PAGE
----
Editorial: The tort reform quagmire: A problem for everyone

By Stuart E. Mirvis, MD, FACR
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Dr. Mirvis is the Editor-in-Chief of this journal and Professor of Radiology, Diagnostic Imaging Department, University of Maryland Medical Center, Baltimore, MD.

In his second term, President Bush has again raised the issue of medical tort reform as a major agenda initiative. In his first term such reform proposals met their demise in the Senate. In spite of a lack of action at the federal level, approximately 21 states have passed some form of tort reform legislation in recent years. 1 Not surprisingly, in many states, these new laws are being challenged in the courts. 1 Anyone who has undertaken even a cursory review of this subject will realize immediately that it is immensely complicated. Trial lawyers, physicians, medical insurance companies, health maintenance organizations (HMOs), and, of course, the recipients of medical care, our patients, have a vested interest in any changes that occur. As in most public debates, all parties can play fast and loose with the facts, emphasizing only those points that favor their position, and expounding inflammatory rhetoric, hyperbole, and sound bites in many cases. In all such complex issues both the cause of the problems and any potential solutions lay with all concerned parties, require acknowledging the contribution of each to the problem, and, of course, demand willingness to compromise.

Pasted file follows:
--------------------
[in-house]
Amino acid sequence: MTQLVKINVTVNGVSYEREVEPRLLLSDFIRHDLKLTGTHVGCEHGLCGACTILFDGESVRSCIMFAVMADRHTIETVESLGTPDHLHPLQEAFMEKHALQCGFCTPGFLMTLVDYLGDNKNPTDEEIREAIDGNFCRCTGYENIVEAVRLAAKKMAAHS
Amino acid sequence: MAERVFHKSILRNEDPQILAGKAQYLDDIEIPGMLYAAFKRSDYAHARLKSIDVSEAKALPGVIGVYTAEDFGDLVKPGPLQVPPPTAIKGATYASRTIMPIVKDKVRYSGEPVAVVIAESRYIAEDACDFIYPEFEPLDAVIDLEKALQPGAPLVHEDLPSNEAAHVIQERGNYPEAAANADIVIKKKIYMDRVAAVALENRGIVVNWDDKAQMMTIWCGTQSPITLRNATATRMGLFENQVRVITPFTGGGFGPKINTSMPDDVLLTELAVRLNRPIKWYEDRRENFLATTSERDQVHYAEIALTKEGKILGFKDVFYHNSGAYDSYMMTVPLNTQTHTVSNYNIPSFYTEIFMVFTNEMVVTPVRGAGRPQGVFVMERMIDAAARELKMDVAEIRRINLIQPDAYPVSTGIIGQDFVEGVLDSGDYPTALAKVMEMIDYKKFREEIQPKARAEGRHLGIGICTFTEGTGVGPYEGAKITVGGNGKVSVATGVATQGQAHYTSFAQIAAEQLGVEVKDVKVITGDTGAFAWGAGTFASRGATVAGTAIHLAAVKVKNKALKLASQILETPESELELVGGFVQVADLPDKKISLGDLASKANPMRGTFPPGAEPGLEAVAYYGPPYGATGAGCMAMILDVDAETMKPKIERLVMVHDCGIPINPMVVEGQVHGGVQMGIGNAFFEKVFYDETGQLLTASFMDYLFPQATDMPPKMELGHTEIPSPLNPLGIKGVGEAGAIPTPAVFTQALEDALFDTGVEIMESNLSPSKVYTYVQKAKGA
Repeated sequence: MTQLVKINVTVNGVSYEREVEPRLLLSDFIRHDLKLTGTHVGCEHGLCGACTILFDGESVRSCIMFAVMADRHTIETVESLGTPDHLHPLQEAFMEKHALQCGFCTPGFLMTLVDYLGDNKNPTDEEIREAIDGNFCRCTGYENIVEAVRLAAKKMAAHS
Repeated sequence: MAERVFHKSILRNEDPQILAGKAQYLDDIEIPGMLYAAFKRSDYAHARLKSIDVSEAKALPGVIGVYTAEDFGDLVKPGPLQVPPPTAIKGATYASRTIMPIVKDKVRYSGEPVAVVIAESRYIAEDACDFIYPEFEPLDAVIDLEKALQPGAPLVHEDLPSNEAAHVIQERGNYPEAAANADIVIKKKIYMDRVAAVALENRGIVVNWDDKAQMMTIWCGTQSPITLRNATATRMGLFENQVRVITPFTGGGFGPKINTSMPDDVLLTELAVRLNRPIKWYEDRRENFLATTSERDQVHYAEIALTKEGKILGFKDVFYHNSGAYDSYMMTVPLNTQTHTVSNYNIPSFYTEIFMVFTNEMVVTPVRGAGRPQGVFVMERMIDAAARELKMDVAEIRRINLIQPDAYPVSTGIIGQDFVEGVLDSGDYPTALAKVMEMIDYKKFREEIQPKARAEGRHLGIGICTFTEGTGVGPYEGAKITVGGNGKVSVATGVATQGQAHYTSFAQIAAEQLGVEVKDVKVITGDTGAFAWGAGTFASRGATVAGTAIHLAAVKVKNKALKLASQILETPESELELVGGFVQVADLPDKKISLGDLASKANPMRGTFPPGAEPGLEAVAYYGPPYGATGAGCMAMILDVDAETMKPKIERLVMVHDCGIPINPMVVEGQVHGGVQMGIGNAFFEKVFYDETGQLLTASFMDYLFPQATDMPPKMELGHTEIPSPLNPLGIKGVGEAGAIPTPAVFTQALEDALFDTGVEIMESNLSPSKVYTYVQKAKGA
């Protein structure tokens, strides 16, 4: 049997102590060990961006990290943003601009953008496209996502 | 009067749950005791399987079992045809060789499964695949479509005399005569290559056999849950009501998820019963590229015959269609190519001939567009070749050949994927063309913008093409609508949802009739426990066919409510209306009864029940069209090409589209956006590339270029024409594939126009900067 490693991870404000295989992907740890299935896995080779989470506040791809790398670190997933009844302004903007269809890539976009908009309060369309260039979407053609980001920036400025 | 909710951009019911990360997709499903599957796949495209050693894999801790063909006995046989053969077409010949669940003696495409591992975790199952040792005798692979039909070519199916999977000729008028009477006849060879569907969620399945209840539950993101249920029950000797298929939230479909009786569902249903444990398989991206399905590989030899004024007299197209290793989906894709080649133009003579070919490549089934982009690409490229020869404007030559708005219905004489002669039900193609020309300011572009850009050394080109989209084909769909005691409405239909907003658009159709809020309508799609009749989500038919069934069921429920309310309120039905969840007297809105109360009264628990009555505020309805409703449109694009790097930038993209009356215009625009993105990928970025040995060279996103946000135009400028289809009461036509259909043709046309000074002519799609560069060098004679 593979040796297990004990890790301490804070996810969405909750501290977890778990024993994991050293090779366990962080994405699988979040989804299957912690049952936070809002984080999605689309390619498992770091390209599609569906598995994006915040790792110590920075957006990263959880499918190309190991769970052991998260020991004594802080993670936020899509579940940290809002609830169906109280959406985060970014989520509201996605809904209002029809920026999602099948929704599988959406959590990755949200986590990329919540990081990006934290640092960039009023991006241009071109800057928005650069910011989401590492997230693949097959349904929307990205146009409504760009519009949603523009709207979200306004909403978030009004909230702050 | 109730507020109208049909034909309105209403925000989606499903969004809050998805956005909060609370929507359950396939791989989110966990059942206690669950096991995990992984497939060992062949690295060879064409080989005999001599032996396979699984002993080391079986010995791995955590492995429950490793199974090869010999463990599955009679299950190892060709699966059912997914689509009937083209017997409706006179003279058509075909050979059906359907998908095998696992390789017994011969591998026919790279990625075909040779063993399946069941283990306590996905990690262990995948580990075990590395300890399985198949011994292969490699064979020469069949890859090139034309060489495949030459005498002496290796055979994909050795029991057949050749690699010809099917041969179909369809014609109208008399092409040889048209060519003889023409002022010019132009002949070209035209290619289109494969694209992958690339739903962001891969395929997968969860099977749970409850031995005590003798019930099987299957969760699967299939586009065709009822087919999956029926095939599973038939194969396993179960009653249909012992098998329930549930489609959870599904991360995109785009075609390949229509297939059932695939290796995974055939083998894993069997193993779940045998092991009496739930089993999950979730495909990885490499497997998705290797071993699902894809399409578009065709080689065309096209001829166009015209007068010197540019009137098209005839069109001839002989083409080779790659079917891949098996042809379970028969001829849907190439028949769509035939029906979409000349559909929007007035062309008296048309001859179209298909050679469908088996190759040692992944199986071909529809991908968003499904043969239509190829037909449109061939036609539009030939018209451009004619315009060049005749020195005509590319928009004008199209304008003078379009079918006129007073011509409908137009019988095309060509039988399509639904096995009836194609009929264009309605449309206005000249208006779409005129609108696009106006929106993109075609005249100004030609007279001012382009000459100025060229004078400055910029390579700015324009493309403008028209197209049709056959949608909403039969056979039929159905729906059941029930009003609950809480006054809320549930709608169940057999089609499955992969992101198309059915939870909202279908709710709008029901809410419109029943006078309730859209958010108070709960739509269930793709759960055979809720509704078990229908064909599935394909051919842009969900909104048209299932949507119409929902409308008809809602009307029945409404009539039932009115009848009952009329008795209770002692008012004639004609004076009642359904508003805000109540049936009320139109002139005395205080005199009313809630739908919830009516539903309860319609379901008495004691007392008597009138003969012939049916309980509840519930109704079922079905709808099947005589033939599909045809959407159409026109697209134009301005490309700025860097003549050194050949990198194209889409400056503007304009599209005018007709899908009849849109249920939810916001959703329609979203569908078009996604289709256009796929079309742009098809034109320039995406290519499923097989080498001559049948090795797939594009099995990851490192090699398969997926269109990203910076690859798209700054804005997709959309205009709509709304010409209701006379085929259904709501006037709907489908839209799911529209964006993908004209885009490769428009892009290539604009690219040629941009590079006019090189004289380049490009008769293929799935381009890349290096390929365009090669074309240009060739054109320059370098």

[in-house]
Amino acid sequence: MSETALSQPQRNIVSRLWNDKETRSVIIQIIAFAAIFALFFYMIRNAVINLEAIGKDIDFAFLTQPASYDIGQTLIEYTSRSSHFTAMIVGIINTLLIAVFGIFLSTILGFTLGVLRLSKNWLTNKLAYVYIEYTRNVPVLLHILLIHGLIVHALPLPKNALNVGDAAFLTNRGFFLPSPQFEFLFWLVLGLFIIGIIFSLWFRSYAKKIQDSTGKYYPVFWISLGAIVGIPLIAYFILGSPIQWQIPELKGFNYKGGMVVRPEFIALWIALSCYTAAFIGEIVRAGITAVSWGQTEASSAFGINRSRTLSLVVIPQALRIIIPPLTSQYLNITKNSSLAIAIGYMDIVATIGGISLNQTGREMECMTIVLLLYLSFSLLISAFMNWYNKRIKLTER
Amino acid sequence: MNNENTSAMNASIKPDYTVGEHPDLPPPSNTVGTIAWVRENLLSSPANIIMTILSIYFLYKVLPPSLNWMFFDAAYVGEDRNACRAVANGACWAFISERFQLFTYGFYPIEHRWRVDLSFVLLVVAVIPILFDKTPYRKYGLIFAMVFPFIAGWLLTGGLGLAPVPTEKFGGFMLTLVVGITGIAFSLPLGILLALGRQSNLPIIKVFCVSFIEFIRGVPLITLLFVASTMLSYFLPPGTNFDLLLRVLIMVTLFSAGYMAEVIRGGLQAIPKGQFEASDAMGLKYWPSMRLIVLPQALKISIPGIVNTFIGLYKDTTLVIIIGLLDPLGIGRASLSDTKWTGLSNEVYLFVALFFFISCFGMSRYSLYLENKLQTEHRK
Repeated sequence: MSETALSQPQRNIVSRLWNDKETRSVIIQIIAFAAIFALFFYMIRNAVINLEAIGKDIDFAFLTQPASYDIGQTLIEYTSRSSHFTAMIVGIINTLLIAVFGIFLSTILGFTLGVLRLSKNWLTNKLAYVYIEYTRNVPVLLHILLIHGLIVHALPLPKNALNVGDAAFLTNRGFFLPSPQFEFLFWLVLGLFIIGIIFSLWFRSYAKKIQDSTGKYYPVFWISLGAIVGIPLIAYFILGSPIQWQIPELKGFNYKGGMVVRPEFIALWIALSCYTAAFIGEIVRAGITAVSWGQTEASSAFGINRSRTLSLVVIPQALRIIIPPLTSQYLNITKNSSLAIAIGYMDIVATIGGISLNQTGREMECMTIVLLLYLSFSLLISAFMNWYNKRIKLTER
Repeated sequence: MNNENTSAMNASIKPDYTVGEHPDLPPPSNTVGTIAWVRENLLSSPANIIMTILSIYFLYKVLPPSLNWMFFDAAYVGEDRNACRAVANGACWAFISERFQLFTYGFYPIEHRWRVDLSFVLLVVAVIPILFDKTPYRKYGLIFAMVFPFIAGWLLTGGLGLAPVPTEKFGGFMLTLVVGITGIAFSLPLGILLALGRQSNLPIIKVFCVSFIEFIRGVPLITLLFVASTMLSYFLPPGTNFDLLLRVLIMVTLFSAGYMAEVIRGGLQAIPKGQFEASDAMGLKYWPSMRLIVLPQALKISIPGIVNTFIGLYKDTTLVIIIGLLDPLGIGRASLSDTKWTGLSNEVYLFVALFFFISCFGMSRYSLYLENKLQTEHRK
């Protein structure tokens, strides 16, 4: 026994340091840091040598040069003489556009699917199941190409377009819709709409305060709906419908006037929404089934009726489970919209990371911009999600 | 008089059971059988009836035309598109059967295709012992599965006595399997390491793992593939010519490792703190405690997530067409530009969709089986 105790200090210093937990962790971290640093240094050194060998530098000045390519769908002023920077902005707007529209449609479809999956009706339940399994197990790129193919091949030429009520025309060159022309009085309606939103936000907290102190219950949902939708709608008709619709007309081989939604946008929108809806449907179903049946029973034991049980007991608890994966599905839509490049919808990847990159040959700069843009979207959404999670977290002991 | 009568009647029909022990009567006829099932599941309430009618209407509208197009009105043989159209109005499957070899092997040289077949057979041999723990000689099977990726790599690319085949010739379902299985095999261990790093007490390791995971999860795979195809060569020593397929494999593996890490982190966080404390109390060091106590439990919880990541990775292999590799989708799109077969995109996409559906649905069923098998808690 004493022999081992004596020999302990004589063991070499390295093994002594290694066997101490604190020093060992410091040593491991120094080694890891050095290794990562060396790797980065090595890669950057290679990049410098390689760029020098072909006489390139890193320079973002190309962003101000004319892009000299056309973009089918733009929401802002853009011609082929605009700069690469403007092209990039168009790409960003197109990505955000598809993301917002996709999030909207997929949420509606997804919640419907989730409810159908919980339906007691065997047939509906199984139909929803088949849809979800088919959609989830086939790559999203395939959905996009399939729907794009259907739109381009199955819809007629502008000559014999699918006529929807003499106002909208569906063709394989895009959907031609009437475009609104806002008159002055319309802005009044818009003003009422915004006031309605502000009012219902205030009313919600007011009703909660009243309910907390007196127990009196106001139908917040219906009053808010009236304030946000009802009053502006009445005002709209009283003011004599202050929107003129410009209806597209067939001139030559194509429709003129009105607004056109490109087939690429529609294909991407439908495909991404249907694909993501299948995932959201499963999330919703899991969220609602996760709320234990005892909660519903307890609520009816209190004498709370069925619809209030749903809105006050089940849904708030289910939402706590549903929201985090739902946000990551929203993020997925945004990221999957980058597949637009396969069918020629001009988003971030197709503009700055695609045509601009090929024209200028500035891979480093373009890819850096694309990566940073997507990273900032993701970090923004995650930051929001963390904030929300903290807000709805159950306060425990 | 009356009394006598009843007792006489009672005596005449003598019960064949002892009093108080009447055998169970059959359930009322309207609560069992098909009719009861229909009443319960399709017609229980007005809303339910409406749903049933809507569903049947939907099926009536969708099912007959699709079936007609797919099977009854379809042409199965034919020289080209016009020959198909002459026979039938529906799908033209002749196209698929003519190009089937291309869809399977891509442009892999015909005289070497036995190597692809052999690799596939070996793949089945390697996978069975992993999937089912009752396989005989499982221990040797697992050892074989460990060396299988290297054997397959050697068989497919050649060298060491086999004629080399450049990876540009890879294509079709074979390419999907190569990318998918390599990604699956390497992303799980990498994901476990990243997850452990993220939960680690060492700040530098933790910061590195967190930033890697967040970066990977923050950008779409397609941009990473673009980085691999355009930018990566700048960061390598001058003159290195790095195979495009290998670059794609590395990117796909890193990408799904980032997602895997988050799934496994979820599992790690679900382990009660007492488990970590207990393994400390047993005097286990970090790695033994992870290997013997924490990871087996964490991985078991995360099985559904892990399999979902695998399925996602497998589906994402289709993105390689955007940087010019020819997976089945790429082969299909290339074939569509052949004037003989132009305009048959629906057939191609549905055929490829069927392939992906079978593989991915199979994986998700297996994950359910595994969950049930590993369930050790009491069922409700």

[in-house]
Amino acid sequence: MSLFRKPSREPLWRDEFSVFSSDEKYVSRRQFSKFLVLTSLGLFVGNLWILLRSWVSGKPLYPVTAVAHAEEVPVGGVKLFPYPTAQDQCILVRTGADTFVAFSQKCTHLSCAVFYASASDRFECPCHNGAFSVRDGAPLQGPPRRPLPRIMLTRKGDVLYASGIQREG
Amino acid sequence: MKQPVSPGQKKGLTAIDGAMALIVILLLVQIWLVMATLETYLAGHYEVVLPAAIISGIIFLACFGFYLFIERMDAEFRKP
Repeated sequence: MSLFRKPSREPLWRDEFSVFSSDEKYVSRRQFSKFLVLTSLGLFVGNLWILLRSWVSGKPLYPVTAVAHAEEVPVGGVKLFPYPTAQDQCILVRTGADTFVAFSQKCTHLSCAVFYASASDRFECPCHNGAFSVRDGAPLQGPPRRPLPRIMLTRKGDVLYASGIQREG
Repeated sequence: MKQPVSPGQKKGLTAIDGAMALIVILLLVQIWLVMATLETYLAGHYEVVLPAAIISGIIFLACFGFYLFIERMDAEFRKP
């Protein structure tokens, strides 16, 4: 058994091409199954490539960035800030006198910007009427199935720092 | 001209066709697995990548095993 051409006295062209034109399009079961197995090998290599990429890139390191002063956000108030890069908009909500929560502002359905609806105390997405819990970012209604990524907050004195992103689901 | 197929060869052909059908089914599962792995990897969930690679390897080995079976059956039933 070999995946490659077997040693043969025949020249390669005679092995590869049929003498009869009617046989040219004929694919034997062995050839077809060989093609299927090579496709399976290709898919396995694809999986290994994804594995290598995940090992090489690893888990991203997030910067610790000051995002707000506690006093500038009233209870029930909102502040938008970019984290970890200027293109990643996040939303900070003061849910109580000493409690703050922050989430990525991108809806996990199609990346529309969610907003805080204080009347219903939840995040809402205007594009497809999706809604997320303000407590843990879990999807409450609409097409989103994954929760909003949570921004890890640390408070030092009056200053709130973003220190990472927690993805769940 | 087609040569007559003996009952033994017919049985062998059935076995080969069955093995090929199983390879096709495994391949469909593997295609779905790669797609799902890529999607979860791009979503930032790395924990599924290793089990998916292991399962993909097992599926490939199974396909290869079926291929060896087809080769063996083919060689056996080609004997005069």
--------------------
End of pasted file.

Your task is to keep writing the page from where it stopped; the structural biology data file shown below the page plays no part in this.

In a quite simplified version, the following issues seem to be at the core of this matter.